Times Square

Times Square, as it appeared around 1905. Image courtesy of the Library of Congress, Detroit Publishing Company Collection.

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The same view in 2014:

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The tall building toward the right-hand side of the 1905 photo is actually still there – it’s the Times Square Building, and was the headquarters of the New York Times in the early 20th century, hence the name “Times Square.” The New York Times hasn’t used the building in a century, but it’s still there, covered in billboards, and with the famous New Years ball at the top. Because of the building’s narrow dimensions, it’s actually more profitable to cover it in billboards and electronic signboards instead of renting it out.  Otherwise, all of the other buildings in the first picture are either gone or are completely hiding behind billboards and signs.  I think I like the 1905 photo better.

Manhattan Skyline from Brooklyn

The view from Brooklyn looking toward Manhattan, around 1900. Image courtesy of the Library of Congress, Detroit Publishing Company Collection.

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The view, at night, in 2013:

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The skyline of Lower Manhattan has changed substantially in the past century, as seen in the previous photos I have posted on here. I don’t have any daytime photos of this view today, but I felt that this night photo sufficiently captured the changes that have happened. As far as I can tell, none of the buildings in the first photo are visible in the 2013 one. Some, including the Park Row Building on the far right of the first photo, still exist, but are hidden behind the modern skyline.

Manhattan Waterfront from Brooklyn Bridge

The view of Lower Manhattan, looking south from the Brooklyn Bridge, around 1901. Image courtesy of the Library of Congress, Detroit Publishing Company Collection.

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The view from the Brooklyn Bridge in 2013:

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Manhattan’s waterfront is quite different today from 100 years ago. Once a major transportation hub, today the FDR Drive along the waterfront is a major transportation corridor, instead of the East River that it runs parallel to. In the foreground of the first photo are the piers for the New Haven Line, a steamship company that operated ferries between Manhattan and New Haven, with railroad connections to points north. The closest steamship is the SS Robert Peck, which was built in 1892 as the flagship of the line. In 1943, it was transferred to the Navy, and served as floating barracks for part of World War II.

Lower Manhattan (4)

The view of Lower Manhattan from New York Harbor, between 1900 and 1906. Image courtesy of the Library of Congress, Detroit Publishing Company Collection.

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The view in 2012:

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The first photo shows the Manhattan skyline in the background, with a group of barges passing through to the East River from Albany. Today, the barges are long gone, and the skyline has changed substantially, with low-rise buildings along the waterfront being replaced by modern skyscrapers. Battery Park is still there, though, visible along the left-hand side of the waterfront in both photos. As this photo was taken a few years ago, the new World Trade Center buildings are seen still under construction.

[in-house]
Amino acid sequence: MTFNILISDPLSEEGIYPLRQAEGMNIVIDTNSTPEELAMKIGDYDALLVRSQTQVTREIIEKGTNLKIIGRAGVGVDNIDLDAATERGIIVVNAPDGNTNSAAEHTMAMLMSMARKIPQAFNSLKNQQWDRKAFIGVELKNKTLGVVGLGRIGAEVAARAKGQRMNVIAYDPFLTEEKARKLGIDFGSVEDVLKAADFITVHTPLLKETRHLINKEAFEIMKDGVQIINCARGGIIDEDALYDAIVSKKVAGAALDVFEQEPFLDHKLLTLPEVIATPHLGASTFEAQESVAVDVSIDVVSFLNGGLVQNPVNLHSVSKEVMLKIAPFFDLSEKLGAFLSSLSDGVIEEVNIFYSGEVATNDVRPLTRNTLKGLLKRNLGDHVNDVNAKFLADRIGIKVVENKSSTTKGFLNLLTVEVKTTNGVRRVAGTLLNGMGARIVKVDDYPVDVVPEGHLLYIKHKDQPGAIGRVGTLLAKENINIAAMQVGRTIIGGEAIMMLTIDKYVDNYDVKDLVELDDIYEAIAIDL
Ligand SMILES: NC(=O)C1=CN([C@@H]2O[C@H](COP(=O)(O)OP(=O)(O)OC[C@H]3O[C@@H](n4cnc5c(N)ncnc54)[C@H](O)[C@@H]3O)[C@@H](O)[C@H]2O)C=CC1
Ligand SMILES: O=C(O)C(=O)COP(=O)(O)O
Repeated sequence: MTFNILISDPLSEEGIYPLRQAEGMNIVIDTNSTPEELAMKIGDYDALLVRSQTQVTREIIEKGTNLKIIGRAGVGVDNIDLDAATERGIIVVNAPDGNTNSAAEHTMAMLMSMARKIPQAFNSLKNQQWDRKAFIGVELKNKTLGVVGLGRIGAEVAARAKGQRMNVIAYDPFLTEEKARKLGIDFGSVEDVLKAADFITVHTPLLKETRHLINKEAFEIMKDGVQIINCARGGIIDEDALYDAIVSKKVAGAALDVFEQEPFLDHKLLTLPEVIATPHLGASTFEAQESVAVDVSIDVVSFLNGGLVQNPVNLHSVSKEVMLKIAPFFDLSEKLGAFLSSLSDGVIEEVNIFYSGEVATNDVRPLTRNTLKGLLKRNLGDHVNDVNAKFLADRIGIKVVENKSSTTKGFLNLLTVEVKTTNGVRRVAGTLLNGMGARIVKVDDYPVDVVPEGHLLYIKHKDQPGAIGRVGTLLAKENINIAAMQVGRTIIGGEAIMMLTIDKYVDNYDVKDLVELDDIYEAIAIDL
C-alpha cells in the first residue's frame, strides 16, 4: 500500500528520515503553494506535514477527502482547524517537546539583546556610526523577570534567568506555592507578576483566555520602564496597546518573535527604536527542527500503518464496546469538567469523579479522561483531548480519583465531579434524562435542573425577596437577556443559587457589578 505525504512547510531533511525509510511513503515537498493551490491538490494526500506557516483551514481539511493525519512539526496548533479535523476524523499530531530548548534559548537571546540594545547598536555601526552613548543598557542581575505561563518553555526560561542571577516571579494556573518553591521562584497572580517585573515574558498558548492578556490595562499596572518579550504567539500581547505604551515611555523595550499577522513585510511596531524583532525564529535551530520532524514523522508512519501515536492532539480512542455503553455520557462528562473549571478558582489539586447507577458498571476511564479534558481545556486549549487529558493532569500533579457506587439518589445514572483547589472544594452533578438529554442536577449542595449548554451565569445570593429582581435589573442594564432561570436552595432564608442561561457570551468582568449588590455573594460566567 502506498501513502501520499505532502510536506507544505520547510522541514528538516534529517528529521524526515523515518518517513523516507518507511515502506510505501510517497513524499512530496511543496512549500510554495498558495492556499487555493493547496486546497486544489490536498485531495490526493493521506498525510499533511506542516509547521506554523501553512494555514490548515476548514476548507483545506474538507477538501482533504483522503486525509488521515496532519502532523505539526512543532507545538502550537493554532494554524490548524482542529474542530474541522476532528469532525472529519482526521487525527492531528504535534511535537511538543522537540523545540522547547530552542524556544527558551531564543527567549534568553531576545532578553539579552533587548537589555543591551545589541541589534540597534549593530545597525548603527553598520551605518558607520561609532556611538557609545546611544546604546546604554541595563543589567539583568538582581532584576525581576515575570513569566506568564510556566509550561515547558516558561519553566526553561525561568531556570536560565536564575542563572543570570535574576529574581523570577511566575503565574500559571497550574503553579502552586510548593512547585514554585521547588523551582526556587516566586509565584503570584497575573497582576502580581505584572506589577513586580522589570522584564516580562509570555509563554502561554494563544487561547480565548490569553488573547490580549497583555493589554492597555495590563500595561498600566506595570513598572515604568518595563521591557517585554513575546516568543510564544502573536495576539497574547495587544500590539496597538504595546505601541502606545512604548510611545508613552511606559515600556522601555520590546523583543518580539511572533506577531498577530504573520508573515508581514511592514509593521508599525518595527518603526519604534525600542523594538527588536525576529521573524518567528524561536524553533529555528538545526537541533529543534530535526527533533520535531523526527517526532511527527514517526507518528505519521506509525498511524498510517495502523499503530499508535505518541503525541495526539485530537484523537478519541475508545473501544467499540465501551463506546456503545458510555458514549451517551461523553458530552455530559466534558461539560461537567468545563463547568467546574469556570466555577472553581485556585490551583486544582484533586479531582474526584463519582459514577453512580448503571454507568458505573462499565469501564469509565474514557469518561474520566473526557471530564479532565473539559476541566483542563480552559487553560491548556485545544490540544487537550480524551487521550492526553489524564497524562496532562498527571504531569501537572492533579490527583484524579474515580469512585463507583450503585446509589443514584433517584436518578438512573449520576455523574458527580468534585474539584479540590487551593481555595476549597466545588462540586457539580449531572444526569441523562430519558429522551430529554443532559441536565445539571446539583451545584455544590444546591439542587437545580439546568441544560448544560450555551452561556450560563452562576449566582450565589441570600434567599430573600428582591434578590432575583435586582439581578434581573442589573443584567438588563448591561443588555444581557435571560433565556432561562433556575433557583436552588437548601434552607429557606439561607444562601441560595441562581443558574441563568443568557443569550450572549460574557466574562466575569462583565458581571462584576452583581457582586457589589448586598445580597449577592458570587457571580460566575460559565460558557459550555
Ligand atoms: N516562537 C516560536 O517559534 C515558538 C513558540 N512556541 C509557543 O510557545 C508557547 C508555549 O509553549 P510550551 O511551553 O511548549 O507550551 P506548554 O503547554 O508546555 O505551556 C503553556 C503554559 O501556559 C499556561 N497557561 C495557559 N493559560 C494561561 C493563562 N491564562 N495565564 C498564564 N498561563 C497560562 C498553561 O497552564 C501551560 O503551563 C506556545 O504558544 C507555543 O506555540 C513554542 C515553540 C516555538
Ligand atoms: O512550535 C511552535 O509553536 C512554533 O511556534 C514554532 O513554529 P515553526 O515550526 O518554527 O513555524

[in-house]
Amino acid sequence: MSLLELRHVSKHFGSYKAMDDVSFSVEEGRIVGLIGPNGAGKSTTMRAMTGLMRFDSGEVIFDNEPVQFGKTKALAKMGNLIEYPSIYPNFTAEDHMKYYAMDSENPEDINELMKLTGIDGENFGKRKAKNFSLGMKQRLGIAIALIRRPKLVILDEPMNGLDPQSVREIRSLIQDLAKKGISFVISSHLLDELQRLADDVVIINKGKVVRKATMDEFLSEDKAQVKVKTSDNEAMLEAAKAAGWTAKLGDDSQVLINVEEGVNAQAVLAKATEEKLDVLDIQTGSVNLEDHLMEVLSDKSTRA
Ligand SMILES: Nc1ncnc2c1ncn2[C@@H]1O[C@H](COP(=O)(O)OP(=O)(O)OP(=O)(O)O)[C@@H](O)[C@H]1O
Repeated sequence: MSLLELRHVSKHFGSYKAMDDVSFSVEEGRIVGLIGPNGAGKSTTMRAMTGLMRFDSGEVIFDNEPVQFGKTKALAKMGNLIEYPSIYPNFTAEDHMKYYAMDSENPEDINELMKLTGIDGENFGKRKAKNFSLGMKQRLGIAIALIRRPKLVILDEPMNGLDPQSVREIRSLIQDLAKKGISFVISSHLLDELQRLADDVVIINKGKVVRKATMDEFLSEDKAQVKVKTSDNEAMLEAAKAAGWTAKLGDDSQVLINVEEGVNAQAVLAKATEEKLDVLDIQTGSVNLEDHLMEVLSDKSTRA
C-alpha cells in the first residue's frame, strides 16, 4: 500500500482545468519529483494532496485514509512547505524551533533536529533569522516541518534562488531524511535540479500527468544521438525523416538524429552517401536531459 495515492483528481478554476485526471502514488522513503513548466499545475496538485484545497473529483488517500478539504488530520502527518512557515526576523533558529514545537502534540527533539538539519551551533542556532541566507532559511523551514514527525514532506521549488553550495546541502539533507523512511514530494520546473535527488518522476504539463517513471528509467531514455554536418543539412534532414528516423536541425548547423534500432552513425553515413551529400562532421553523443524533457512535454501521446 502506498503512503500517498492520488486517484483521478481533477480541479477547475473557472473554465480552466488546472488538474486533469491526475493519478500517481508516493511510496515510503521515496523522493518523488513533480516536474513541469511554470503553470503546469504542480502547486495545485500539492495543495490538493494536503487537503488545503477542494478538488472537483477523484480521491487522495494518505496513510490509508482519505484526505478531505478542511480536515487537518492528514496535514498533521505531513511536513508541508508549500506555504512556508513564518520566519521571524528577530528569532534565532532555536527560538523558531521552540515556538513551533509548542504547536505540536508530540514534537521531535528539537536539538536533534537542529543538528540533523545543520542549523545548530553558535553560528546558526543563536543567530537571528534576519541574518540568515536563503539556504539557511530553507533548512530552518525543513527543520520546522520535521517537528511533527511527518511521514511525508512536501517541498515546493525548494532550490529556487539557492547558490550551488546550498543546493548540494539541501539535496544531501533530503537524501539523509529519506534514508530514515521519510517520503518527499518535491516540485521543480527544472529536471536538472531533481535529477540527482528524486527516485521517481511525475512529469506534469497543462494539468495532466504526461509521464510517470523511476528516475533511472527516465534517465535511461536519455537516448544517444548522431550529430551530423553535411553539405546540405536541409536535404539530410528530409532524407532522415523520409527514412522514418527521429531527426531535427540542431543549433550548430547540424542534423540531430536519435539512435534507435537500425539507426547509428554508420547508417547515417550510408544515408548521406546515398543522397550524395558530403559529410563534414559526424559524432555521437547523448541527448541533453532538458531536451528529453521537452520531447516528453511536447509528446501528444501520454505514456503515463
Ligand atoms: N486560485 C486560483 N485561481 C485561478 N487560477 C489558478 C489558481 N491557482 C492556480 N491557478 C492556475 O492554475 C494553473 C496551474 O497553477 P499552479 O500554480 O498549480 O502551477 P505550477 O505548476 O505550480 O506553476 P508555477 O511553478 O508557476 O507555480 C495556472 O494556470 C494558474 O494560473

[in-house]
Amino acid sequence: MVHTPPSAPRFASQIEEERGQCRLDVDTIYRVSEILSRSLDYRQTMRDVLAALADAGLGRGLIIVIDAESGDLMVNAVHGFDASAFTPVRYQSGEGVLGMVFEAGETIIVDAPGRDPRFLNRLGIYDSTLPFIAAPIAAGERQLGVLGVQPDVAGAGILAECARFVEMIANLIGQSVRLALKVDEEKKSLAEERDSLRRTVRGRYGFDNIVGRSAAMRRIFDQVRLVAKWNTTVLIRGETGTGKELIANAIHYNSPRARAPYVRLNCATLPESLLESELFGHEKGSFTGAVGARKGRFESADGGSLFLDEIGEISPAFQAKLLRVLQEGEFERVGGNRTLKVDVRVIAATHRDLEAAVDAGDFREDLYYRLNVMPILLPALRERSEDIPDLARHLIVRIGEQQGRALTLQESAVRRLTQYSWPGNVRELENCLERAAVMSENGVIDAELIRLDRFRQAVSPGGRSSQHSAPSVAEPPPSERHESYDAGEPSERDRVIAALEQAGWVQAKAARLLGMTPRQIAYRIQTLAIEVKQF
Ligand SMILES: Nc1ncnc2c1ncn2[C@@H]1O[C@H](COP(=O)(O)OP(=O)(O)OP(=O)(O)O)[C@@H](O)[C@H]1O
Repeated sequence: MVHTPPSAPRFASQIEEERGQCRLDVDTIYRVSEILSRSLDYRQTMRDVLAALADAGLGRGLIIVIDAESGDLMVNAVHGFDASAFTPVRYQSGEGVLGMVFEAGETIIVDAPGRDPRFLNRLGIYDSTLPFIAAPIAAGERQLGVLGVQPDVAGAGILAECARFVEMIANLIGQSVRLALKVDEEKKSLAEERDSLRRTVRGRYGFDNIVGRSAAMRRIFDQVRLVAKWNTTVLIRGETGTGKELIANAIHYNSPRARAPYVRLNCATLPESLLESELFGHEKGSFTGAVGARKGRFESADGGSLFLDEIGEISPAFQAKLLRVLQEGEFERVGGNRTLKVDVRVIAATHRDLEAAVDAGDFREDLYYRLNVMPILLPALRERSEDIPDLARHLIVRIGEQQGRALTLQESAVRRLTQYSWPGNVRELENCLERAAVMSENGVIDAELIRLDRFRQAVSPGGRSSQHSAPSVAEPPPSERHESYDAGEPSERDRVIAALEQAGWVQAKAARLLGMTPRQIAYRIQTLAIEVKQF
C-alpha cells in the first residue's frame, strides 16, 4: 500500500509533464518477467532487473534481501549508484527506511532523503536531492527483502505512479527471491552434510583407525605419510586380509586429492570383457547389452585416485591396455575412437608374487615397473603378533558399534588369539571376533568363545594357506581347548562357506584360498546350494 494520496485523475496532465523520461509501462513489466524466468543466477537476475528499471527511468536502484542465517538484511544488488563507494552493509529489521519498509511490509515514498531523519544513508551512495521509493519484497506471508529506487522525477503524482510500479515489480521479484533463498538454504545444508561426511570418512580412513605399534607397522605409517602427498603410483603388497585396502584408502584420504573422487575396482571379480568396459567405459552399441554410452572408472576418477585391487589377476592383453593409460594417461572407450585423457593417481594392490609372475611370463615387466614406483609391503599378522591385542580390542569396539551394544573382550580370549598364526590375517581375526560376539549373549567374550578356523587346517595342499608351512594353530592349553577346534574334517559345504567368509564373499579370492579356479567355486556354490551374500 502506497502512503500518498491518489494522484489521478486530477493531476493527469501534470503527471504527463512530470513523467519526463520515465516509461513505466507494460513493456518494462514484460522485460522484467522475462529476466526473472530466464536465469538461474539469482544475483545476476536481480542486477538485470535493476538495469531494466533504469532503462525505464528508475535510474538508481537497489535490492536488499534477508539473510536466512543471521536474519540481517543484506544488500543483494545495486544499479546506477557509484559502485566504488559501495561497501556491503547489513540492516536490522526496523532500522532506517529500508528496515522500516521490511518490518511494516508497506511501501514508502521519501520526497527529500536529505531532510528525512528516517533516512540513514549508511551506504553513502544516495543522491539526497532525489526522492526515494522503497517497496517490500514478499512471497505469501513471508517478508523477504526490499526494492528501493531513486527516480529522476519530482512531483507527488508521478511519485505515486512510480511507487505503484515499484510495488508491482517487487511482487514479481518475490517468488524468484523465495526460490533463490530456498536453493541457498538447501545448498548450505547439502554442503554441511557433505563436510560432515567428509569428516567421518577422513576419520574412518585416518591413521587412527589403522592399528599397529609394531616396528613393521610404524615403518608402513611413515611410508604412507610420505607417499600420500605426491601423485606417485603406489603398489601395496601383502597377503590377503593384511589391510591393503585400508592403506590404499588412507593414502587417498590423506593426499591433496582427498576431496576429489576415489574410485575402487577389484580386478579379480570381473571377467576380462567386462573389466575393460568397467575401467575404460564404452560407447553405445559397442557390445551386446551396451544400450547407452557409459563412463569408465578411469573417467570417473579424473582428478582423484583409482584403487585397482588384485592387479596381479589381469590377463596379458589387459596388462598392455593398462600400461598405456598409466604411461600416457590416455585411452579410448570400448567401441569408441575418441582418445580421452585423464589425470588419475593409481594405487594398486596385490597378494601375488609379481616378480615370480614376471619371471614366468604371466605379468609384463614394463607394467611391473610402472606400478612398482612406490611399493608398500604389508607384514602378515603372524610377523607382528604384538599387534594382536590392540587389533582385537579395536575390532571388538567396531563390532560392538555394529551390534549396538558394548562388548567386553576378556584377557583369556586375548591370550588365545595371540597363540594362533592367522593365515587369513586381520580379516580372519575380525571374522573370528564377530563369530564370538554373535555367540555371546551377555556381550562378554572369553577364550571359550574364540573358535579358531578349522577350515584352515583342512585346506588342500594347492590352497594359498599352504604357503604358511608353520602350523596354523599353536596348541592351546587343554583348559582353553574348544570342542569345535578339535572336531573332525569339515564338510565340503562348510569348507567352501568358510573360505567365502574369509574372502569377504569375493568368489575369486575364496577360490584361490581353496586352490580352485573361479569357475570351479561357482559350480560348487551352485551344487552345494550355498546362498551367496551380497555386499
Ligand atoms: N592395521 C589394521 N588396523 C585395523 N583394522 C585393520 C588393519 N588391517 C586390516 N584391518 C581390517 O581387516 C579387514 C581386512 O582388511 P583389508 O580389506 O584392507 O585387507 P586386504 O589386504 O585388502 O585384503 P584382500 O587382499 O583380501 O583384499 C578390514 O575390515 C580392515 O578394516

Manhattan and Brooklyn Bridge

The view of Manhattan and the Brooklyn Bridge from Brooklyn, around 1900. Image courtesy of the Library of Congress, Detroit Publishing Company Collection.

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The view in 2013:

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The difference is like night and day.  Cheesy puns aside though, there is quite a difference in the Manhattan skyline between the two photos, over 100 years apart.  The Brooklyn Bridge is still there, but otherwise, as far as I can tell, none of the buildings in the first photo are visible in the second.  At least one of them – the tall Park Row Building at the far left of the first photo – still exists today, but I don’t think it can be seen from here.

Brooklyn Bridge Promenade

The view along the Brooklyn Bridge Promenade, looking toward Manhattan, between 1908 and 1920. Image courtesy of the Library of Congress, Detroit Publishing Company Collection.

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The same view in 2013:

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The angle here isn’t exact, since they were taken from different sides of the walkway, but both photos show the same view of the Brooklyn Bridge and of the Manhattan skyline.  The first photo is interesting, because although the subject of the photo is the bridge, the background shows three different buildings that were, at one point, the tallest in the world:

1. New York World Building: The tallest from 1890 to 1894, demolished in 1955 to expand the approaches for the Brooklyn Bridge.  The dome of the building is barely visible under the left-hand arch of the bridge tower.

2. Park Row Building:  Held the record from 1899 to 1901, and the building still exists, although it’s not visible in the 2013 photo.  It can be seen in the first photo, near the center, with the two towers on top.

3. Singer Building: Held the record from 1908 to 1909, and was demolished in 1968.  It is readily visible on the far left of the first photo, and its location today is marked by One Liberty Plaza, the large black rectangle at the base of the new World Trade Center building.